By Quenda Behler
Express warranties are written or verbal promises the builder
makes about the outcome of his work. For example, the
contractor might promise that a roof will last 15 years, that a
home office will be wired for modern technology, or that a lawn
will shed rainwater after it's sodded.
As the courts put it: An express warranty is a statement made
by a seller -- that's you, the builder -- whereby the seller
promises something specific about the goods or services
being sold. Typically, this type of promise has to do with how
well the thing you build functions.
Okay, but you talk to your customers a lot. At what point does
a conversation stop being just talk and become a promise your
customer can take to court? Well, customers can take you to
court anytime they want, but two things have to happen for them
to win a suit for breach of warranty. First, the court
has to be able to figure out what it was you promised. And
second, it has to determine that the client relied on that
For example, it doesn't mean much if you tell your customers
how wonderful their new media room will be or that it will be
the envy of all the neighbors. Such statements are just talk,
not specific enough to constitute an express warranty. But if
you tell your customers that the windows in the new media room
will never cause screen glare on their computers and
televisions, that is an express warranty.
Maybe you're thinking that these are actually contract
problems. Well, sometimes they are. But it's also possible for
something to be a contract problem and a warranty problem at
the same time. For example, maybe the contract for the media
room contained language stating that there would be no glare.
So if there were glare, the customer could sue you for breach
of contract or for breach of warranty.
Is that difference important? You betcha. In a breach of
contract lawsuit, the customer can win money only for certain
kinds of economic loss -- what it cost to fix what you didn't
do right, or what the diminished value of the job project is.
But in a breach of warranty lawsuit, the customer could collect
for noneconomic loss, which would include things like pain and
suffering. There's almost no limit to the kinds of loss a
plaintiff can recover for in a breach of warranty
Fortunately, there is the second part to this. Your customers
cannot successfully sue you for breach of warranty
unless they actually relied on what you said. It doesn't
matter what you said if your customers didn't rely on it.
For example, what if, after all the papers were signed, you
told your customers that they'd be able to resell their house
for half a million dollars? Would you be in trouble if the
house sold for only $400,000? No, because even if it was an
express warranty, the customers didn't rely on what you said.
They had already signed the papers and given you the go-ahead
before you started talking about possible resale value.
Getting Into Trouble
Suppose the express warranty you made was not in writing?
Express warranties are often written into the contract, but,
depending on your state law, they may not have to be in
writing. In most states, just because you never put your
promise into writing doesn't mean you can safely forget about
it. If you assured your customers that all the stone tiles you
were installing in the foyer were perfectly safe and would
never be slippery, and they are slippery, that's a breach of an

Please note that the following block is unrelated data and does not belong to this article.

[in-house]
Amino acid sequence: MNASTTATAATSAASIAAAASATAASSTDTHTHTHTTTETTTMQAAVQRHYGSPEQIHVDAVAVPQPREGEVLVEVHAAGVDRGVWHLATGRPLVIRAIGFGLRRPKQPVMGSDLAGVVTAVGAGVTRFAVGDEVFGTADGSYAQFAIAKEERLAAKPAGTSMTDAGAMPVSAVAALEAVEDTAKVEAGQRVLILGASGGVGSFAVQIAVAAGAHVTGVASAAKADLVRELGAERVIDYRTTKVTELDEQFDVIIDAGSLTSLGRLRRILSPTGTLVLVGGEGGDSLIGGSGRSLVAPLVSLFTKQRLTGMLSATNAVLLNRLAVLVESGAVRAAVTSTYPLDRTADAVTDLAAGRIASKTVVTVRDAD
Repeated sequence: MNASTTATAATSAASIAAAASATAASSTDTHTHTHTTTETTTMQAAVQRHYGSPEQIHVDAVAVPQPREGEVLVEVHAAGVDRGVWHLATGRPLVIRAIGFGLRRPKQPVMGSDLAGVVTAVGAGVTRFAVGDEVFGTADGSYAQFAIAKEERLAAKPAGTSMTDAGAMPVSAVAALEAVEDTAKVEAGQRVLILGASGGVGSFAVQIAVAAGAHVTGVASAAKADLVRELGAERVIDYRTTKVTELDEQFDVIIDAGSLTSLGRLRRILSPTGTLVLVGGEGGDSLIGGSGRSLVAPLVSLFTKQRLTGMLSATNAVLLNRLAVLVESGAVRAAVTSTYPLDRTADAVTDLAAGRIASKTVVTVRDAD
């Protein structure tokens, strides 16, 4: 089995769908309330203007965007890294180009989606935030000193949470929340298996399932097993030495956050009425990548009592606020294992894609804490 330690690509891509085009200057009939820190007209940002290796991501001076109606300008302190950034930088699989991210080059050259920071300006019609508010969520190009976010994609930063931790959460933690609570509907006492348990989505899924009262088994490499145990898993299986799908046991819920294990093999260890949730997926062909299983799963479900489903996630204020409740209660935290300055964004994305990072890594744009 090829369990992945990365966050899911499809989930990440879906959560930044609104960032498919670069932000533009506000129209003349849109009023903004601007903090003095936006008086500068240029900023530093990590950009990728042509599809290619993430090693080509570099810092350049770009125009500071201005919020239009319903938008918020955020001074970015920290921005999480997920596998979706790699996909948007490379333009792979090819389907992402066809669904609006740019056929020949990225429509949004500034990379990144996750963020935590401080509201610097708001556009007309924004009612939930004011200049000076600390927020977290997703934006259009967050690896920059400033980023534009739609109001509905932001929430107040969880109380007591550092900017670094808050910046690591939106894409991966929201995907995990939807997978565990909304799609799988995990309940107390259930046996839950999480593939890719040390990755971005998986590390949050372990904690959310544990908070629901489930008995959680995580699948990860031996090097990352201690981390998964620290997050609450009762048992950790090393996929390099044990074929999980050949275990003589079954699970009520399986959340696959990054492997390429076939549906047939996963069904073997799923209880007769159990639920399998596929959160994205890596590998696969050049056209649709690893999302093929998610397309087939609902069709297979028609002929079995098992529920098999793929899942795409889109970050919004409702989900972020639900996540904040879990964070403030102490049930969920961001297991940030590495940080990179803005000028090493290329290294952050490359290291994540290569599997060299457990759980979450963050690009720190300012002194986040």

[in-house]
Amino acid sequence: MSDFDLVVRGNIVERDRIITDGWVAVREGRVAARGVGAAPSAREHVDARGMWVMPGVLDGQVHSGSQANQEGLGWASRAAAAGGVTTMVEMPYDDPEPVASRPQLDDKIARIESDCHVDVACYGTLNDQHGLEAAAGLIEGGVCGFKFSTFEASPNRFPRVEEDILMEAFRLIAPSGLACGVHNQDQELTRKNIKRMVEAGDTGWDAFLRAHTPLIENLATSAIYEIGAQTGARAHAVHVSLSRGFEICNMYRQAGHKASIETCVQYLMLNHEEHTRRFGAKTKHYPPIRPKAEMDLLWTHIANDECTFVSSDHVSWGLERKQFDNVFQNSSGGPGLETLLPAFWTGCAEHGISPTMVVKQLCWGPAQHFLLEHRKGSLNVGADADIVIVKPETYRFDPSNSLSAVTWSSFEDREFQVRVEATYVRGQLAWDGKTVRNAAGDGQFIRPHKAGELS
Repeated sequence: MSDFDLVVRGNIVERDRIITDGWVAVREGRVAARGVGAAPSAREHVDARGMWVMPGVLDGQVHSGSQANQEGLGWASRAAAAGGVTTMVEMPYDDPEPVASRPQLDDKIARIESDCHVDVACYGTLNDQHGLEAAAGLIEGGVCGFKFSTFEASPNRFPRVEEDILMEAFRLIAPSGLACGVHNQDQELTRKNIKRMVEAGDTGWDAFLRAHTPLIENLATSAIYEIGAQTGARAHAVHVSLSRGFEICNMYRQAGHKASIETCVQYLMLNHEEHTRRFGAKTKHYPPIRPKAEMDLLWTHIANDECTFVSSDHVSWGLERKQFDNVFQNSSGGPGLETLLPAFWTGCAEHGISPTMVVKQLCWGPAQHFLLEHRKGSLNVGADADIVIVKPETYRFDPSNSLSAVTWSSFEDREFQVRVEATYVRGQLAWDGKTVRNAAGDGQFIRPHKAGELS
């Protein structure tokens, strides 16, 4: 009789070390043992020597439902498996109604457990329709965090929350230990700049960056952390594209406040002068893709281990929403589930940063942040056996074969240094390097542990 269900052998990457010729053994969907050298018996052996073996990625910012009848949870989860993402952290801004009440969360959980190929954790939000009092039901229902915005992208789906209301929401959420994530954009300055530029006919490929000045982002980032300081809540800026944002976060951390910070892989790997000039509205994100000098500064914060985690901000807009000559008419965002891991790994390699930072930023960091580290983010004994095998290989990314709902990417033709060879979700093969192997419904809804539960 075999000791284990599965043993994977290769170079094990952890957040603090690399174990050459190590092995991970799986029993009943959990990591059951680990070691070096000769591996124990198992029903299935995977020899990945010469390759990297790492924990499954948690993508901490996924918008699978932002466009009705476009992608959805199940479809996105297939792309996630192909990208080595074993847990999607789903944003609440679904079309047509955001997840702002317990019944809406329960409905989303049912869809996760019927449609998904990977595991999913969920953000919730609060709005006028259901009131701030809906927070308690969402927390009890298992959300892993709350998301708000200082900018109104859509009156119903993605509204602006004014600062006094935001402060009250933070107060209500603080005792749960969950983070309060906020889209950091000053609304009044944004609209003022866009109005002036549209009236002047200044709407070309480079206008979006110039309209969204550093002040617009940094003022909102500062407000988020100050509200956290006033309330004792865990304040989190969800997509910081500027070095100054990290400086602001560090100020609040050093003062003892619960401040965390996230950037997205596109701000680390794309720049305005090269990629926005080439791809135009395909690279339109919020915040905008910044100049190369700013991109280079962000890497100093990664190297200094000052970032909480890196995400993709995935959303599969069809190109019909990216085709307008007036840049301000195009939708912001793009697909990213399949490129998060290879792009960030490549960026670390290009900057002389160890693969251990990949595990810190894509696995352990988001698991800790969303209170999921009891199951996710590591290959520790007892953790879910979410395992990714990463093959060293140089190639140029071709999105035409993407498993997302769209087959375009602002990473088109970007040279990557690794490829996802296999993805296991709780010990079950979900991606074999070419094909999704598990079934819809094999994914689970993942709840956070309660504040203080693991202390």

Of course, your customers will have to prove somehow that you
said that, and they will also have to prove that they relied on
what you said when they chose the tile. But if they have the
proof, the fact that your express warranty was not in writing
will not get you off the hook. In court, it sometimes comes
down to who is the most convincing witness, you or your
Clearly, it's possible to make express warranties without
meaning to do so. As another example, the words in your
advertising could create an express warranty. If your ad says
that you will replace the entire window if it ever leaks,
that's an express warranty. You might be able to fix the window
with caulk, but legally, you'd be required to replace it.
You can give your customers an express warranty by handing
them one of those manufacturer-supplied brochures that has an
express warranty in it. If they base a buying decision on the
brochure, they, in effect, have a warranty from the
manufacturer and a warranty from you.
It's also possible for someone else, such as your lead
carpenter or your subcontractor, to give the customer an
express warranty that is legally binding on you. Depending on
the situation, the people you hire may be considered your
Staying Out of Trouble
What can you do to protect yourself? Write into your contract
that the only express warranties you're making are the ones in
your contract documentation or warranties you made using
specific change order procedures.
Then enforce that change order procedure. Include some
specific language in your contracts, clearly stating that the
customer is limited to the manufacturer's express warranties
about the materials.
You could also write into the contract that if your client has
a problem with the work of a sub, he can only sue the sub, but
in most states, the courts will not recognize that type of
clause. It is possible in some states to further protect
yourself by writing into your contract that anyone suing you
for breach of warranty can collect only certain kinds of
damages, but again this is iffy.
Be very careful about the promises you make to your customers,
and be careful about conversations your employees may have with
Will doing all this make you bullet-proof? No, that's not
possible. But it will definitely shift the odds to your
side.has practiced and taught law for over 25
years and is the author of The Contractor's Plain-English Legal